Unity 5.3 WebGL Updates
The upcoming Unity 5.3 release is the fourth version of Unity to support WebGL publishing. We have made a lot of progress since we first shipped WebGL support as a Preview in Unity 5.0, so we would like to share some updates.
Changes in Unity 5.3
Unity 5.3 brings a series of improvements which are relevant to WebGL developers:
- The Unity Standard Shader now uses Desktop-quality reflection functions for WebGL. Previously, Unity WebGL would use a simplified version of the Standard Shader built for mobile devices using the OpenGL ES 2.0 graphics library. Now WebGL uses the same reflection functions as we use on the desktop, resulting in much better quality materials.
- Soft shadow support.
- Data files will now be LZ4 compressed in memory. In WebGL, you don’t have access to a real file system. For this reason, we will keep all your assets in memory all the time. In Unity 5.3, asset data in memory is compressed using LZ4, and will only be decompressed when assets are loaded. This means that your asset data will use less space in memory, and you will be less likely to run out of memory.
- WebGL build files can now be more easily relocated to different urls. All files generated by the build process are now referenced directly in the generated index.html file. So if you want to deploy your build data to an external hosting solution it is now easier to configure, as all the urls you need to set are handily in one place. (See Moving build output files here).
- Support for WebCams. 5.3 adds support for the WebCamTexture class in Unity WebGL to access connected cameras on any browser which supports the getUserMedia API.
- WebGL in Unity Cloud Build is now a platform option. Team members can directly test the game/application in the browser.
- Improved documentation. For 5.3, we gave the WebGL documentation a makeover and added a lot of additional information. It was important for us to document, in detail, what things are currently not supported on the WebGL platform, or supported only on specific browsers.
- Numerous bug fixes. Unity 5.3 has 28 WebGL-specific bug fixes compared to 5.2.x – and many other fixes which benefit WebGL users but are not specific to the platform. Additionally, several other WebGL-specific bug fixes have been deployed in various patch releases during the 5.2.x release cycle, which are now all being rolled into 5.3.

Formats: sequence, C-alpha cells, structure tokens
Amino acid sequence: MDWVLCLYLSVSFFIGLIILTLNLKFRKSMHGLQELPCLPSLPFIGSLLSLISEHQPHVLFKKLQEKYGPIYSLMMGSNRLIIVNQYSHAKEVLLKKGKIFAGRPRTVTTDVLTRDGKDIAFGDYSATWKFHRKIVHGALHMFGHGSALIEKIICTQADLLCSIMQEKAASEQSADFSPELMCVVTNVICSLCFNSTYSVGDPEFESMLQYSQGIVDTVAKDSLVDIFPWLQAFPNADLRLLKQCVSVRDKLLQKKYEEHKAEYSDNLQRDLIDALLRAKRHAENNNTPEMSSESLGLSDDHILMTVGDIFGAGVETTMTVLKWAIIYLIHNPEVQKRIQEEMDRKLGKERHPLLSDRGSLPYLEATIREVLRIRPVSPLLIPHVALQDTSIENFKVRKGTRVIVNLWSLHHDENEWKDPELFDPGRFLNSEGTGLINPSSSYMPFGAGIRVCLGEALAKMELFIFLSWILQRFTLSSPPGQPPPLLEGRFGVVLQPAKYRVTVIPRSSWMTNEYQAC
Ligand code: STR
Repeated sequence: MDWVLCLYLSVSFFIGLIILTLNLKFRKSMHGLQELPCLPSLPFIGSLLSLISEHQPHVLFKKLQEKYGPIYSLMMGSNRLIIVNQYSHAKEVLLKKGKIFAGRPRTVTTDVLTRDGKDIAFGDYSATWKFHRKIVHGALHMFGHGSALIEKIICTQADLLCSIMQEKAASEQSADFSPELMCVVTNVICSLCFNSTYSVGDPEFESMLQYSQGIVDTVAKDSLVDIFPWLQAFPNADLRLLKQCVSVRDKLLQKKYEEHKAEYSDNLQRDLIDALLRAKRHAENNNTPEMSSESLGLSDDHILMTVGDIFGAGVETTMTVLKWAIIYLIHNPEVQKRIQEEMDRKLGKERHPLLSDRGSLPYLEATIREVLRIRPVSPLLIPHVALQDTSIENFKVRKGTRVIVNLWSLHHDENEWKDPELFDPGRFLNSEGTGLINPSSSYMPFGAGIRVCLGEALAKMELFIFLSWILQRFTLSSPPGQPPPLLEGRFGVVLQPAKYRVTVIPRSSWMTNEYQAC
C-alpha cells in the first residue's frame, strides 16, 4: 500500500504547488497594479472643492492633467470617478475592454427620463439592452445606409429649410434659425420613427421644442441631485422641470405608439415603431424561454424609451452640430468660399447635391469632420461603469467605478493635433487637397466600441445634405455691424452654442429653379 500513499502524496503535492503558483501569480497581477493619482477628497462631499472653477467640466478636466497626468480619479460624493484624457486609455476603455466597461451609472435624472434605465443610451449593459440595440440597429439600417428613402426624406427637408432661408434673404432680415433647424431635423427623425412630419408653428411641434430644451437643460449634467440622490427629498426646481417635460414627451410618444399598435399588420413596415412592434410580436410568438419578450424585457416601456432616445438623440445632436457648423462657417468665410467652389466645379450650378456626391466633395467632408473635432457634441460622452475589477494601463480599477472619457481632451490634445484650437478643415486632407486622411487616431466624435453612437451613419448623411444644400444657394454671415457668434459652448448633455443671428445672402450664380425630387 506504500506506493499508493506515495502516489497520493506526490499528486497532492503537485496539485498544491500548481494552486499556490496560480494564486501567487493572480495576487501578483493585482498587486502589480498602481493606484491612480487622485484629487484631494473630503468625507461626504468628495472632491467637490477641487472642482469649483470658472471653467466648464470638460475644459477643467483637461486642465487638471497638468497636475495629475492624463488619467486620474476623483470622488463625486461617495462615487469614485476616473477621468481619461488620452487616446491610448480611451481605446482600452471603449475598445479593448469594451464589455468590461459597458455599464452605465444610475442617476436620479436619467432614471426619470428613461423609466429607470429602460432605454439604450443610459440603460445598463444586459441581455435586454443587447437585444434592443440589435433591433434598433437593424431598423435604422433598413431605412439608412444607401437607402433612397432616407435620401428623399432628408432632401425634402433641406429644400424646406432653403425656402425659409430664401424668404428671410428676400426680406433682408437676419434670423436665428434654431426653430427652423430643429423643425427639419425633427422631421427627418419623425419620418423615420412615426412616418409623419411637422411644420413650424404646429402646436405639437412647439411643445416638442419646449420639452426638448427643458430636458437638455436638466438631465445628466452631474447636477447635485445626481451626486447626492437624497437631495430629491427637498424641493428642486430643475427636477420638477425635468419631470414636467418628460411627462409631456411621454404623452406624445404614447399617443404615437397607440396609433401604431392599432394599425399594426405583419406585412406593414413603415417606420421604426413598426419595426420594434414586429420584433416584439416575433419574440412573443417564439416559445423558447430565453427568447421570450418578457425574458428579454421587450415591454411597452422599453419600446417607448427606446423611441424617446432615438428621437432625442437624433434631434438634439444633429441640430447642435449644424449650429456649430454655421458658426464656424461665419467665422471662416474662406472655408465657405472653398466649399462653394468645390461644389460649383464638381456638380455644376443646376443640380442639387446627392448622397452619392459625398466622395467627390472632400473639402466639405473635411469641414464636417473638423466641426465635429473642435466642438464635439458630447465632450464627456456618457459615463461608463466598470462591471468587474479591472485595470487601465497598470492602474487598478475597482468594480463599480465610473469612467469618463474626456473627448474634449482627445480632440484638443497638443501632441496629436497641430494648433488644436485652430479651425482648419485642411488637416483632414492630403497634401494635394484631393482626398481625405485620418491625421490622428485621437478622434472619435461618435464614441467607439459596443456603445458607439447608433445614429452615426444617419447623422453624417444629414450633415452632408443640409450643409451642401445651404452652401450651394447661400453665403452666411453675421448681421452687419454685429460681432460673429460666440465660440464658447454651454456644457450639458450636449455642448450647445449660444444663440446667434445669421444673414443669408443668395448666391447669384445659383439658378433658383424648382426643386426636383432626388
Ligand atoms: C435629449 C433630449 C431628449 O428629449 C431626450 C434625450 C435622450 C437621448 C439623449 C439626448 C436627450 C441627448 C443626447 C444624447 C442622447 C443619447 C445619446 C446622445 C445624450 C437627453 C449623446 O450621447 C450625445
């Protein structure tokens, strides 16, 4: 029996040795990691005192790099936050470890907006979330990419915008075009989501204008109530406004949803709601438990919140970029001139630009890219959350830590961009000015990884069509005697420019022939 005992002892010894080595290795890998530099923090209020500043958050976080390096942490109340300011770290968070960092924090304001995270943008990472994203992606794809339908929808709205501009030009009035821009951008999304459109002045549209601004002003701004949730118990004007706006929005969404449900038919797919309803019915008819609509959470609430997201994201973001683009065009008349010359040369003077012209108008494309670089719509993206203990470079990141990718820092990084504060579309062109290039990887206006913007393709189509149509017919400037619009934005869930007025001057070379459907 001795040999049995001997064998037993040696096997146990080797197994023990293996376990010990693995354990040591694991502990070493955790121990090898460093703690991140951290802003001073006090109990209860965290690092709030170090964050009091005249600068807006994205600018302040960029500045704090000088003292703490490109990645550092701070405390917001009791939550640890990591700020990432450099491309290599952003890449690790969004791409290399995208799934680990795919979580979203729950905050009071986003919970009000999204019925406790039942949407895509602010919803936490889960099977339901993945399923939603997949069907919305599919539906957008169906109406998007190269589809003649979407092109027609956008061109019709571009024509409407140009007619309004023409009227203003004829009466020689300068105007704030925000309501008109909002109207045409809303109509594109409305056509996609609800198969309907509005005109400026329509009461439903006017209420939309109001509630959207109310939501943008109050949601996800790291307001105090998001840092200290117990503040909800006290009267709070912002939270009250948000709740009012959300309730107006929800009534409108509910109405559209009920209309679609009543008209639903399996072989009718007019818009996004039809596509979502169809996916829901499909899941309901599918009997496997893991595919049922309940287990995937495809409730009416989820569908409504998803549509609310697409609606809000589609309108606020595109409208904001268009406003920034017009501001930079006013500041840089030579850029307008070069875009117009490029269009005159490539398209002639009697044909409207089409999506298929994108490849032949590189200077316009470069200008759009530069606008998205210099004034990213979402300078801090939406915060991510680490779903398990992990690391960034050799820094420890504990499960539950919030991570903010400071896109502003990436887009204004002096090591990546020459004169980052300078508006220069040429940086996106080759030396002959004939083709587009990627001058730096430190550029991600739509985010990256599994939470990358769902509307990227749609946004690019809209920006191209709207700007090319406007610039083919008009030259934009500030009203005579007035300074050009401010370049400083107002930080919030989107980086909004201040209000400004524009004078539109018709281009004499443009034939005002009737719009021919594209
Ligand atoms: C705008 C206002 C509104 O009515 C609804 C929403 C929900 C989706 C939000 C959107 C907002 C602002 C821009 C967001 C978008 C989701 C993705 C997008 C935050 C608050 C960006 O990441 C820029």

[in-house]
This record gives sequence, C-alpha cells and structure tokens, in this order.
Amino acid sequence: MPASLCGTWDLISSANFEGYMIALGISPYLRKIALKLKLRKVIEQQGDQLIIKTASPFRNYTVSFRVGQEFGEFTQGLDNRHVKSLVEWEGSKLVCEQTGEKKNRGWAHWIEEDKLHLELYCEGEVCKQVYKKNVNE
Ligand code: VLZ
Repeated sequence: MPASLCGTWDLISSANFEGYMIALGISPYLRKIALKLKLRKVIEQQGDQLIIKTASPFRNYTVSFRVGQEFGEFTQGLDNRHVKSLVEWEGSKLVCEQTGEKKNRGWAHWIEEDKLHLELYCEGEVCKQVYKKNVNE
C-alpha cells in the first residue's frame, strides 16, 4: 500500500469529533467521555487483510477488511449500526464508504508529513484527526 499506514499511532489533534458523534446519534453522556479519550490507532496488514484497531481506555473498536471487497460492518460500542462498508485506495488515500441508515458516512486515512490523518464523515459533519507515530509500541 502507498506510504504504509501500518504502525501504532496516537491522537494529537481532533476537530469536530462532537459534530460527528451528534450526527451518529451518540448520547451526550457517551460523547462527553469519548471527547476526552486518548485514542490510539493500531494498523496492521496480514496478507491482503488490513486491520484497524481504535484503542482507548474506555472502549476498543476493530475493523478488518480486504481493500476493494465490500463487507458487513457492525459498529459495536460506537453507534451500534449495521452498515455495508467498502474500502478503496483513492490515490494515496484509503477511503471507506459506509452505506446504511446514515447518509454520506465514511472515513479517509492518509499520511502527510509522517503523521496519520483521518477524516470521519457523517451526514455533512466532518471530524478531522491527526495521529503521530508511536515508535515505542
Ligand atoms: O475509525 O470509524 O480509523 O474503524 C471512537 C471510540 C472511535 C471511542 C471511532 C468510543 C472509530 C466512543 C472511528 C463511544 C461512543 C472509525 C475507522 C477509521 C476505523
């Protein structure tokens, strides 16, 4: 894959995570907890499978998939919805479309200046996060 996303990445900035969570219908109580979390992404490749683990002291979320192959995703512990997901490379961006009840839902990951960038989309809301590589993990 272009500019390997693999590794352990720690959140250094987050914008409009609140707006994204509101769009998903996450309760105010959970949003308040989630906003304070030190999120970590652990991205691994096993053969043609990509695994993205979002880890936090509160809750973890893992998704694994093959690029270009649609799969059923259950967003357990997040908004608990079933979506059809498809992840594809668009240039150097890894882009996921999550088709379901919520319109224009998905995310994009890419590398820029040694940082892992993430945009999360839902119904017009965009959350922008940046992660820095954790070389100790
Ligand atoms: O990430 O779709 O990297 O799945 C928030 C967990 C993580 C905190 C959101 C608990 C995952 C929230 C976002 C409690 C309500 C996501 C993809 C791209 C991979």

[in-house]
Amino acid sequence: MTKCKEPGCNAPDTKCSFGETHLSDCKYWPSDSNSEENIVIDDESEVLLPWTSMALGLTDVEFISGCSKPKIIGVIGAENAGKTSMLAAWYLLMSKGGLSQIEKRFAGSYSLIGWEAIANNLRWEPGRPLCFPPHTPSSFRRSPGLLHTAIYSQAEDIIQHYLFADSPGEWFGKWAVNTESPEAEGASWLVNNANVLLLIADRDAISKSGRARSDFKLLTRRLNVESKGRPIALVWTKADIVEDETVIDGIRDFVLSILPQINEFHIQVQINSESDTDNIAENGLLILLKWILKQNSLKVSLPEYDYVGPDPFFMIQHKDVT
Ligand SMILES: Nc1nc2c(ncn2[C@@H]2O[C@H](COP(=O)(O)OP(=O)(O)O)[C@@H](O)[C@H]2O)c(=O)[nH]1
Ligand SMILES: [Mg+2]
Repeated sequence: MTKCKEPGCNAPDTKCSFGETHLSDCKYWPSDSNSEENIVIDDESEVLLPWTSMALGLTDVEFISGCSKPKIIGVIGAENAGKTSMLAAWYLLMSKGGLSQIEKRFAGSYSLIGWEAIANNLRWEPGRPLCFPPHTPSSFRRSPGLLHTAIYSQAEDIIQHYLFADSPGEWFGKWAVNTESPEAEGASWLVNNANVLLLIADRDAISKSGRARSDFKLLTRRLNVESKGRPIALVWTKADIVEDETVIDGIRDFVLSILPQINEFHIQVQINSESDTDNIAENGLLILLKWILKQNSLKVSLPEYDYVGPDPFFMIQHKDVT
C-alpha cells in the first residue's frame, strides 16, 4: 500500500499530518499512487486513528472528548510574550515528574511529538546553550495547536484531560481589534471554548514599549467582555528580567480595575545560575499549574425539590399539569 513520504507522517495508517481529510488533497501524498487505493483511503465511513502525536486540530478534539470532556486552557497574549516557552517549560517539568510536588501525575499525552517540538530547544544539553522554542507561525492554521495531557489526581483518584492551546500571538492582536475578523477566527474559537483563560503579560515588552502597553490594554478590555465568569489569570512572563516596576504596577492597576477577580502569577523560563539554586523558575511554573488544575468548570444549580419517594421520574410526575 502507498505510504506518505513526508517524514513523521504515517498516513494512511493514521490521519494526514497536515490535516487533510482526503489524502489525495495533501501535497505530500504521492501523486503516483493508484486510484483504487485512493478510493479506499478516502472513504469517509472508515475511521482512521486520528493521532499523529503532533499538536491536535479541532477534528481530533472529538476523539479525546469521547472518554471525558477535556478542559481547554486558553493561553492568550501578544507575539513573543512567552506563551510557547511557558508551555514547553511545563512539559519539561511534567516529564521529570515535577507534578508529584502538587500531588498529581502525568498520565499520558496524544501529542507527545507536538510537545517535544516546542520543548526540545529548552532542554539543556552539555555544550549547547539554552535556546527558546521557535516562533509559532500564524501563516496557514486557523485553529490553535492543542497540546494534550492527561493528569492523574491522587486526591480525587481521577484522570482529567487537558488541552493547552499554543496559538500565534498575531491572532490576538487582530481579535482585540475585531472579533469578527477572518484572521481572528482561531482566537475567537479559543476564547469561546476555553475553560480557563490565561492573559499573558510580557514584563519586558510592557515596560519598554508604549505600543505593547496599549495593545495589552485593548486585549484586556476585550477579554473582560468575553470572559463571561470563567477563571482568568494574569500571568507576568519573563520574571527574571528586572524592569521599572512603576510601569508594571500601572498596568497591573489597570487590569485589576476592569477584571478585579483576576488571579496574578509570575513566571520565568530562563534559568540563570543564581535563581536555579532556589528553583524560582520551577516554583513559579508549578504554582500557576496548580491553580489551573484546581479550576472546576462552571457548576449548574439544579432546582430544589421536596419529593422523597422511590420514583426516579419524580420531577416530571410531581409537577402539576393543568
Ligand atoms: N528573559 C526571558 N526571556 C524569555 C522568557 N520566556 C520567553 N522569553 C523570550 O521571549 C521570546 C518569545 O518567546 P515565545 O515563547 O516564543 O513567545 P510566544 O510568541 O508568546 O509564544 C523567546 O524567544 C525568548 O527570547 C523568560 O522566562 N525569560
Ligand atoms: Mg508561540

Making WebGL an officially supported Unity Build Target
So far, WebGL in Unity has been available as an unsupported preview technology. With Unity 5.3, we are dropping the “Preview” label and making WebGL an officially supported build target. Our Premium and Enterprise support plans will now cover support tickets for the WebGL platform.
Unity 5.3 delivers a bunch of improvements to WebGL developers as listed above. 5.2 and 5.1 have delivered similar improvements in the past. So we feel that WebGL in Unity has come a long way since we launched it in 5.0. Similarly, browser technology has improved over that timeframe. Microsoft shipped its new Edge browser in Windows 10, which supports asm.js and which runs Unity WebGL content much better the Internet Explorer 11 ever did, giving you a wider potential audience for Unity WebGL content.
So, the WebGL platform has significantly improved since we shipped the Preview in 5.0. However, this does not mean that all features of Unity will now suddenly work in WebGL, or that performance will now match native builds, or even that any content will reliably run on any browser. There are improvements in each of these areas, but they happen very gradually. Overall, however, we feel that we have a product which works well within the constraints of the platform, and we think that this is a good time to start officially supporting the WebGL build target. We have put a lot of work into our documentation to make it clearly state what limitations you are expected to run into and on what browsers.
Working with the browser vendors
Our WebGL deployment solution relies heavily on web technologies provided by the browsers. We have been working closely with all the major browser vendors over the past few years to drive incremental improvements of these technologies.
Mozilla’s Director of Platform Product Management, Martin Best said “Today marks a milestone as Unity takes the next steps to provide full support for the WebGL export target. Mozilla pioneered technologies such as asm.js, WebGL, and Emscripten that make this possible and we are energized to continue working closely with Unity and other browser makers to create the best gaming experiences on the Web.” More info on Mozilla’s blog.
At Microsoft, David Catuhe, Principal Program Manager focused on Edge and Open Web Standards commented: “WebGL and asm.js in Microsoft Edge are an important part of providing a complete web experience to Windows 10 users. By releasing its WebGL build target, Unity enables developers to deliver great gaming experiences on the Web to our users. It’s also a great opportunity for us to continue to work together on improving WebGL, asm.js and other enhancements we are bringing to the web platform.”
Google Chrome WebGL team Brandon Jones, Zhenyao Mo and Ken Russell expressed similar sentiment for the developer community, declaring: “Unity’s support for HTML5 and WebGL deployments is one of the most exciting developments in the ecosystem to date. Developers worldwide will bring their amazing content to the web using Unity’s toolchain. We look forward to continuing to improve the performance and functionality of the web platform to enable even more exciting interactive content.”
We believe that Unity’s WebGL export is the future of gaming on the web. Join the list of Unity WebGL titles already published to the web today, such as Heroes Of Paragon, Spider Box, Big Buck Hunter.
To get started:
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